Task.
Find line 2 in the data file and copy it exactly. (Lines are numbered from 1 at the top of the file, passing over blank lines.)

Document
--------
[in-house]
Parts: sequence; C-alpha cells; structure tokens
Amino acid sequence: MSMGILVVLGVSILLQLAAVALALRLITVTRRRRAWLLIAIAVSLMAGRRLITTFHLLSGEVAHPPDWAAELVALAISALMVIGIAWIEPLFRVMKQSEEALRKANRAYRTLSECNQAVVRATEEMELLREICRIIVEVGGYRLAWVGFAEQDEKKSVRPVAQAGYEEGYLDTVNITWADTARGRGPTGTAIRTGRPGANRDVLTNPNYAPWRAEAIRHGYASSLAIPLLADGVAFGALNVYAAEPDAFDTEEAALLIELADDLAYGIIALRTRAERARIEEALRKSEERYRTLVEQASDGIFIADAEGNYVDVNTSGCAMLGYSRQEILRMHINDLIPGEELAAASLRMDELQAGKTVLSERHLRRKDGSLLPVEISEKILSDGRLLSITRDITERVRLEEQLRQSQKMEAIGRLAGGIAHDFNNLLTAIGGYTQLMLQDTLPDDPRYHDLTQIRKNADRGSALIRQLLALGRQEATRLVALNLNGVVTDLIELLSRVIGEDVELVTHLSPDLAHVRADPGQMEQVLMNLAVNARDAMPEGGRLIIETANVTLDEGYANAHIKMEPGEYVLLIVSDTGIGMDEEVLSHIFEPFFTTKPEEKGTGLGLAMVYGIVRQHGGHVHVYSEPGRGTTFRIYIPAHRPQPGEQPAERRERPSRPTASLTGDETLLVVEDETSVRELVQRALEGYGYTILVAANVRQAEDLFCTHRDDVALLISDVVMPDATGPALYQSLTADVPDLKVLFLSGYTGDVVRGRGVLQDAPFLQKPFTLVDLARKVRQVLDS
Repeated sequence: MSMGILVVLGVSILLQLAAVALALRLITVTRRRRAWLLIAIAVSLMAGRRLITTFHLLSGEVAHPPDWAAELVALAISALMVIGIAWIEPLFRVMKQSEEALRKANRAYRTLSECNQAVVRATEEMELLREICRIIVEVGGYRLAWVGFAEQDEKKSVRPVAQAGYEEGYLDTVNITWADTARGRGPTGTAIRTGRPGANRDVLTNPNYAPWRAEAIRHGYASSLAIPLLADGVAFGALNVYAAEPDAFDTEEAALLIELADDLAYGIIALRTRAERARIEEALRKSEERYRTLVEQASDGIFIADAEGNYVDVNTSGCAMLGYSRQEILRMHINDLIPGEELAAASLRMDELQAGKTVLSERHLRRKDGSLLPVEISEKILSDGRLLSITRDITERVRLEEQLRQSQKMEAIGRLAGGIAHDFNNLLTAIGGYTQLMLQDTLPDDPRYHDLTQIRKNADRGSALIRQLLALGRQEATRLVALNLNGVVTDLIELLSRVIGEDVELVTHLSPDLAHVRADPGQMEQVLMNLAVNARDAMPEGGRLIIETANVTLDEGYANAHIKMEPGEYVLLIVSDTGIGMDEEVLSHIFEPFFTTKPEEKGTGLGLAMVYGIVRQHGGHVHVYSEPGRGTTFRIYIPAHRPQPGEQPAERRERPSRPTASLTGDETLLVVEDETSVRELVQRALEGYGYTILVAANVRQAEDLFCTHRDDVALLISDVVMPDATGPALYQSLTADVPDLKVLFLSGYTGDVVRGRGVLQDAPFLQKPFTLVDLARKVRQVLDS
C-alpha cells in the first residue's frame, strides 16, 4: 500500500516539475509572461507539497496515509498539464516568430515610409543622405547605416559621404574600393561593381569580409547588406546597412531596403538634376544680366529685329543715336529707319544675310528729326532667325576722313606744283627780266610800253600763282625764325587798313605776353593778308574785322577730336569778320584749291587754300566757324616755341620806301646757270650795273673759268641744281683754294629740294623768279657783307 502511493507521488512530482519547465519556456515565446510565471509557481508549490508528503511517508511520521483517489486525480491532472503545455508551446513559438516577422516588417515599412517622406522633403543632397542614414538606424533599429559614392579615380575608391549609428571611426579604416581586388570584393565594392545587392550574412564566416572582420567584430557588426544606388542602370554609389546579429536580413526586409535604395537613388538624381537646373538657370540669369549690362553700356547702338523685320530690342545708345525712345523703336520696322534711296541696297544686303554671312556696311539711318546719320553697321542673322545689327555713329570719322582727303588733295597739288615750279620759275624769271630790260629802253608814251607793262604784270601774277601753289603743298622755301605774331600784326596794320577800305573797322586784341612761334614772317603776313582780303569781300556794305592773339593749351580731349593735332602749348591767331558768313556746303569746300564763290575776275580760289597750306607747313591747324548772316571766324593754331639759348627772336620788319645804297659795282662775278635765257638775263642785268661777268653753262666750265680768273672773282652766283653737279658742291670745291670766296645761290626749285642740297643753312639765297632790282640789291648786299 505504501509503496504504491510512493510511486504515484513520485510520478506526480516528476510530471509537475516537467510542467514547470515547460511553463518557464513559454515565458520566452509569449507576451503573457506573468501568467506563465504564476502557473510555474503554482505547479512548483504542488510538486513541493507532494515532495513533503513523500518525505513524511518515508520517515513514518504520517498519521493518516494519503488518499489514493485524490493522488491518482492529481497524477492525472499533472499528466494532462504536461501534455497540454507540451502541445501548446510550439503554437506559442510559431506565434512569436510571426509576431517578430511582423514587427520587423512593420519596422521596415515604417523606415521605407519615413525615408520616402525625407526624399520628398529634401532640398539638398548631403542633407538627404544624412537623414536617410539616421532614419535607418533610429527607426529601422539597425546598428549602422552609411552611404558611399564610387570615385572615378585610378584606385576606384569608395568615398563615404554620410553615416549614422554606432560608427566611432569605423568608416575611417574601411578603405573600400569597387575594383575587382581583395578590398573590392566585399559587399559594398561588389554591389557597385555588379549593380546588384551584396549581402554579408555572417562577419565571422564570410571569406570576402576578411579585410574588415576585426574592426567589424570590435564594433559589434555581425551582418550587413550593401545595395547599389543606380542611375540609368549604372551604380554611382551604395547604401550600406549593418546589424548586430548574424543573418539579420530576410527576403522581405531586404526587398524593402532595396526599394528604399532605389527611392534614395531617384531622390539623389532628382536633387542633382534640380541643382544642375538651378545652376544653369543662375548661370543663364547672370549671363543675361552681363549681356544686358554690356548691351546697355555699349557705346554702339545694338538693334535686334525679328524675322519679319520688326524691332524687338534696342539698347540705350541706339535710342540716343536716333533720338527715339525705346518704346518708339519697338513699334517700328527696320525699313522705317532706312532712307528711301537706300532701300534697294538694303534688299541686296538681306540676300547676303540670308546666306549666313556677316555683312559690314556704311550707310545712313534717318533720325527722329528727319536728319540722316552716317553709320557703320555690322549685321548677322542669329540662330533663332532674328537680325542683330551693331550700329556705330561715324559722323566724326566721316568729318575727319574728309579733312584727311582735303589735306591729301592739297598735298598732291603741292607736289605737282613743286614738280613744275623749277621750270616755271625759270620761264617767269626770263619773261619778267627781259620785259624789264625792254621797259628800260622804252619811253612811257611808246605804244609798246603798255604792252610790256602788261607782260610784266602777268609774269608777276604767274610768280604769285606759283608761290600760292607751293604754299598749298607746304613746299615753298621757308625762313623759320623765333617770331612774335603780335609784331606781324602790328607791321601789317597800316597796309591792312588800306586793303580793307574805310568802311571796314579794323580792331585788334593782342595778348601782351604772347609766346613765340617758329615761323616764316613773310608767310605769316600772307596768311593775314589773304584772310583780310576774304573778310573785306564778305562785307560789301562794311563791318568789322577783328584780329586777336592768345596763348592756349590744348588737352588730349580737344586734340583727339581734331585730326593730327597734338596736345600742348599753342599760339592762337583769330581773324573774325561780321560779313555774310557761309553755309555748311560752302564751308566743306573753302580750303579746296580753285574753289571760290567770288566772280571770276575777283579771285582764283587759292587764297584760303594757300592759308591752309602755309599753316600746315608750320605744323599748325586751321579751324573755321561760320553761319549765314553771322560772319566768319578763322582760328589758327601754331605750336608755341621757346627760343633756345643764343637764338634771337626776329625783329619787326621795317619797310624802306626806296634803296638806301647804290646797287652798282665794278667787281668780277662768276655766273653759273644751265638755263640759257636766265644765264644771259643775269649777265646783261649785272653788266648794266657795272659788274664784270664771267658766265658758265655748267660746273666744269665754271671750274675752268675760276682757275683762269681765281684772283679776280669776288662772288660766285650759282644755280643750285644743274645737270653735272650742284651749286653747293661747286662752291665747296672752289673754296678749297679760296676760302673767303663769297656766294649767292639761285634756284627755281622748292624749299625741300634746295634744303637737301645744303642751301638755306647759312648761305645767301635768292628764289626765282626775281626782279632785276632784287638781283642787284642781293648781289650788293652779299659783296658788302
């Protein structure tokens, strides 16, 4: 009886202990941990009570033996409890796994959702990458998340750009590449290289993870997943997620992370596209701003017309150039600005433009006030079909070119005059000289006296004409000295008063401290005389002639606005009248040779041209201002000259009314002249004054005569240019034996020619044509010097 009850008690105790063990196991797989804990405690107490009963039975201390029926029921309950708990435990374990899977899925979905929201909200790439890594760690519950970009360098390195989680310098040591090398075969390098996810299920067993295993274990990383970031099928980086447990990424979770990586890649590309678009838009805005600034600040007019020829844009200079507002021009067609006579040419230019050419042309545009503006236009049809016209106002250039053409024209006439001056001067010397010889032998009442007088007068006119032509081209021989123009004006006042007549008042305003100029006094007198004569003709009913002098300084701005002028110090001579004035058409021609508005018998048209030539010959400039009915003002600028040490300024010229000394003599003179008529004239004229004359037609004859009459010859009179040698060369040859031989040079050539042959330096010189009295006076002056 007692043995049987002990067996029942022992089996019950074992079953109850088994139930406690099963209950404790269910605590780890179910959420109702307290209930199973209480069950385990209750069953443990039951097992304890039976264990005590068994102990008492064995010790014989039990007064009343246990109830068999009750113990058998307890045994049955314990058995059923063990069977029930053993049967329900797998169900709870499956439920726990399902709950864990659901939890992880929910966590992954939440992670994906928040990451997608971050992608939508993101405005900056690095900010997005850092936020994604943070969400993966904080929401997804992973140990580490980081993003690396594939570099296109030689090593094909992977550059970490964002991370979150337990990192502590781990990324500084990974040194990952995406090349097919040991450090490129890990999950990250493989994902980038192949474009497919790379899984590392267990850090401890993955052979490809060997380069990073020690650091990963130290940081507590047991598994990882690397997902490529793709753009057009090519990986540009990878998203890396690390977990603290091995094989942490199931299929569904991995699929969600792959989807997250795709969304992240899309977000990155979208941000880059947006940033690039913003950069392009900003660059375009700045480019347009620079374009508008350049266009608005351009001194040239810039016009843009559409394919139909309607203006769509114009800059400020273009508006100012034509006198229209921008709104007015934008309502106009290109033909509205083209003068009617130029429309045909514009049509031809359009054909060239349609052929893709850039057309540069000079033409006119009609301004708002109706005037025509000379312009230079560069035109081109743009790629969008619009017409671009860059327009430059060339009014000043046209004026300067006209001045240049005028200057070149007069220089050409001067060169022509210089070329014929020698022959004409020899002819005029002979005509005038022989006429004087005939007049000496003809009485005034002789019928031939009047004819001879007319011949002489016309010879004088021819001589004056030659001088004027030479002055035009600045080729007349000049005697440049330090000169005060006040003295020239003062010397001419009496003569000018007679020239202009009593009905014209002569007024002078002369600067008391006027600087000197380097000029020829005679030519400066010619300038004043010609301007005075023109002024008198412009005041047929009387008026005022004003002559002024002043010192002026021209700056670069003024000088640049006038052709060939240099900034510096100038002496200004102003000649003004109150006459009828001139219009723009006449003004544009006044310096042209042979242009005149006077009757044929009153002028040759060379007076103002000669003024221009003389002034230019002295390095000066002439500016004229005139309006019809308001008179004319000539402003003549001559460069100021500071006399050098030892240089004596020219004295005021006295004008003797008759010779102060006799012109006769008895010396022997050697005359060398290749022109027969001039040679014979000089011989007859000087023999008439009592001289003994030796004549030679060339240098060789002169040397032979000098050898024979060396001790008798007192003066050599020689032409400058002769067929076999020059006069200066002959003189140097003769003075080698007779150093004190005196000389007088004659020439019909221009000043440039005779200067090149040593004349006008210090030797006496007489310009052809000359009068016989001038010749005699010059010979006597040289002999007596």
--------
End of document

Parts: sequence; C-alpha cells; structure tokens